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Kids Learn About Diabetes

By David Mendosa

Last Update: August 15, 1997

If kids can communicate better with kids than adults can, Brendan Hannemann's Web site should be a big help for lots of kids with diabetes.

It's not written in ‘doctorese.’

It's not just because Brendan is only 16, although that certainly helps. It's also because all the material on the site has been put in language they can readily understand.

"Kids Learn About Diabetes" is at While an endocrinologist reviewed the site, it's not written in what it calls "doctorese."

A professional-looking site, it is all the more remarkable because Brendan taught himself how to write in the HTML programming language of the Web. "I learned it a long time ago," he says.

How long ago? "It is almost a year now," he replies. "I was looking around the Net and saw all these pages and wondering how to do it. I was using Netscape and just studied the source code of the pages."

Learning about diabetes came even more naturally. Brendan doesn't have diabetes, but the two other children in the Hannemann family do. Chris, his 13-year-old brother, and Vicky, his 9-year-old sister, both have diabetes and helped him build the site.

In fact, many people helped him. That was one of the project's goals. Making the Web site was what Brendan did for his Eagle Scout service project.

"To become an Eagle Scout you have to have a service project showing leadership," Brendan explains. Learning leadership skills turned out to be harder than coding or writing about diabetes.

"It was kind of hard, because there was a wide range of kids my age and younger," he says. "And adults too." It took about 120 hours of everybody's time, including 40 or 50 hours of his own work.

A typical Eagle Scout project is often work in the woods, like building or maintaining a trail. No one else in Brendan's Scout troop ever did a Web site before as a service project, he says. So, how did it happen that Brendan took the high-tech route?

"If my brother and sister didn't have diabetes, I wouldn't have thought of it," he says. "My dad and I were brainstorming together about whether to do a Web site or a normal service project, and I brought up diabetes."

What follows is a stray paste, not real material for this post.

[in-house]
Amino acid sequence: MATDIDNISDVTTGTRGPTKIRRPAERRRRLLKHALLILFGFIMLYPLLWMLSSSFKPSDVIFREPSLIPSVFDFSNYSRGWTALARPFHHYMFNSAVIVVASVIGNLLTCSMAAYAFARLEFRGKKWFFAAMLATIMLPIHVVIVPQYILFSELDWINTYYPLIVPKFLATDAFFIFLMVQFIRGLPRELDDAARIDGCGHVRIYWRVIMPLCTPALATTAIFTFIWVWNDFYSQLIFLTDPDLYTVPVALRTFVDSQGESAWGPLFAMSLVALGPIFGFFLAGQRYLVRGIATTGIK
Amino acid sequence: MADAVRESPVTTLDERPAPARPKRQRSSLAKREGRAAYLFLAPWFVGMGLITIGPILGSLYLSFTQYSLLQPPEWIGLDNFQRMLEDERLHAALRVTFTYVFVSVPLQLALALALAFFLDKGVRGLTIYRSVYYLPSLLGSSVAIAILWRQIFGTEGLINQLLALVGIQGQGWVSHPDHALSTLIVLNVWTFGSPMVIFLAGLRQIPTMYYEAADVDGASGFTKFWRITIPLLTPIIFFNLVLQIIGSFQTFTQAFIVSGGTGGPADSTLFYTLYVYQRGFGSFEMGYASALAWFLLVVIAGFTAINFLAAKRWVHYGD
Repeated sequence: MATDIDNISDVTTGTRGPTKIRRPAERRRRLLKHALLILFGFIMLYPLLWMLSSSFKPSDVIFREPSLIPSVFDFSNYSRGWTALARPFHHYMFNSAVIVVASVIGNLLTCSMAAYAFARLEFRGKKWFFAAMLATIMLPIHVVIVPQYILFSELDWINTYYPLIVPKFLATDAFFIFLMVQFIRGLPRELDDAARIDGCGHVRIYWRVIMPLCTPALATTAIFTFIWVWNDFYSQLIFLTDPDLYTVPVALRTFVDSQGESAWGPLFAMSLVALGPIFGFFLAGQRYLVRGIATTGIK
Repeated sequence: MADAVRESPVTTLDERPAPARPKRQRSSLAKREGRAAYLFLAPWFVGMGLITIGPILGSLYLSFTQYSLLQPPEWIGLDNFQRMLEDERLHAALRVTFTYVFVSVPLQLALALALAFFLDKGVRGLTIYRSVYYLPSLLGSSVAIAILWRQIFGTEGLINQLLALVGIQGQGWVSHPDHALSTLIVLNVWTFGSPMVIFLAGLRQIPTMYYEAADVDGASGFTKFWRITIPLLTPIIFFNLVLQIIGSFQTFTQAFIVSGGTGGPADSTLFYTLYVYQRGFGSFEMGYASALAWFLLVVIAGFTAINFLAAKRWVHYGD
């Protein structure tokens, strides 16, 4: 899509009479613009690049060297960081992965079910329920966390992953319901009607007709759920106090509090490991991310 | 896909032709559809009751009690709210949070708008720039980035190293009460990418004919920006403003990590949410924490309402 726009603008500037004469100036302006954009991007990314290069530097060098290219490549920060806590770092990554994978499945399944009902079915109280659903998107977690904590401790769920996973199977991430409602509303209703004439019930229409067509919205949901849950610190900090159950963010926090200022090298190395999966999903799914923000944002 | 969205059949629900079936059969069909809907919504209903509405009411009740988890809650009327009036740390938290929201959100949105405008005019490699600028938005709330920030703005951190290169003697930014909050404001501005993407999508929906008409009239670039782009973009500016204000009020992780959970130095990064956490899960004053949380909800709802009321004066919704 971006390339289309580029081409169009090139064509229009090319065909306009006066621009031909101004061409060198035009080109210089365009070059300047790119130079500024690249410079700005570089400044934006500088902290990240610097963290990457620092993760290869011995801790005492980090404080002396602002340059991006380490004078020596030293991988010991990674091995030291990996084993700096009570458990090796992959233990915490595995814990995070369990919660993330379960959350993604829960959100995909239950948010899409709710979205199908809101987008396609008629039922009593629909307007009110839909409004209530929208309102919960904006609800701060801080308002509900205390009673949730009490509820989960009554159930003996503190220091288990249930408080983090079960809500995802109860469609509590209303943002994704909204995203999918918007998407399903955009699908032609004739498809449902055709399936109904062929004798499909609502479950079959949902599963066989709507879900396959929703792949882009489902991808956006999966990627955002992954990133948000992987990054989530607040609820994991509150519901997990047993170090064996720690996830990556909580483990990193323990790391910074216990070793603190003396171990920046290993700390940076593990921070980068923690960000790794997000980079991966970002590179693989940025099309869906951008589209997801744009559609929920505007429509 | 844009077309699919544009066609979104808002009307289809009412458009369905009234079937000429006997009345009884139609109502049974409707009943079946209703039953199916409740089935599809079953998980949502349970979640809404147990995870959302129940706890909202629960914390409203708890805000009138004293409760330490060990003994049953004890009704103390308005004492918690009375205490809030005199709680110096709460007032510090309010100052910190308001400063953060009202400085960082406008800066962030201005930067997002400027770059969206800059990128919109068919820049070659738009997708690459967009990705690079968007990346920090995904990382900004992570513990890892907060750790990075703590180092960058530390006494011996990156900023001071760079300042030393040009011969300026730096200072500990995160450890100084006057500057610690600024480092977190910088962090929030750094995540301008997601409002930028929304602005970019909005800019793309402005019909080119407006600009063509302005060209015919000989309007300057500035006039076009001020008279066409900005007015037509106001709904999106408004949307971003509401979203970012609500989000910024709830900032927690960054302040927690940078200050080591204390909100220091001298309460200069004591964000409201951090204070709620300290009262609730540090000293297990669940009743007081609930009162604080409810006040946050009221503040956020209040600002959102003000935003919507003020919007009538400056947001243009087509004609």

His project worked in more ways than one. Partly because of it he qualified to become an Eagle Scout after going before a board of review on August 7. The project also works as a diabetic reference for kids.

The feedback Brendan received is what surprised him the most. "When I put it up I got a whole bunch of hits the first day, and I was really happy."

He shares some of the comments he has received.

"I just discovered your page and had to let you know how impressed I was," writes Leah Wooten from Louisiana. "I'm the mother of a 15-year-old boy who was diagnosed when he was six. I wish there had been a Web site like yours as he was learning about diabetes. I'm very active in the Louisiana chapter of JDF and will be bringing info about this site to our support group."

Lonnie Foley writes that "your Web site is certainly a well thought out and researched site. I will certainly recommend this site to my doctor as a great learning site for diabetics, new, old, type 1 or 2. Even as an adult with type 2 there are a few things I learned from your site."

A member of Brendan's Scout troop, Tony Waisanen, writes that Brendan "did a very good job. I particularly liked the info-quiz-info-quiz pattern."

Brendan organized the site as a learning tutorial where after going through a section of the material you get asked some simple questions. In fact, adding different sounds to right and wrong answers are the next step he's planning for the site.

So even though building the site served his immediate purpose, Brendan does plan to maintain it and keep it up-to-date. "There will be enough new things—breakthroughs and stuff like that—so I can update it and keep people interested," he says. 

The American Diabetes Association originally published this article on its Web site as one of my “About the Internet” columns.

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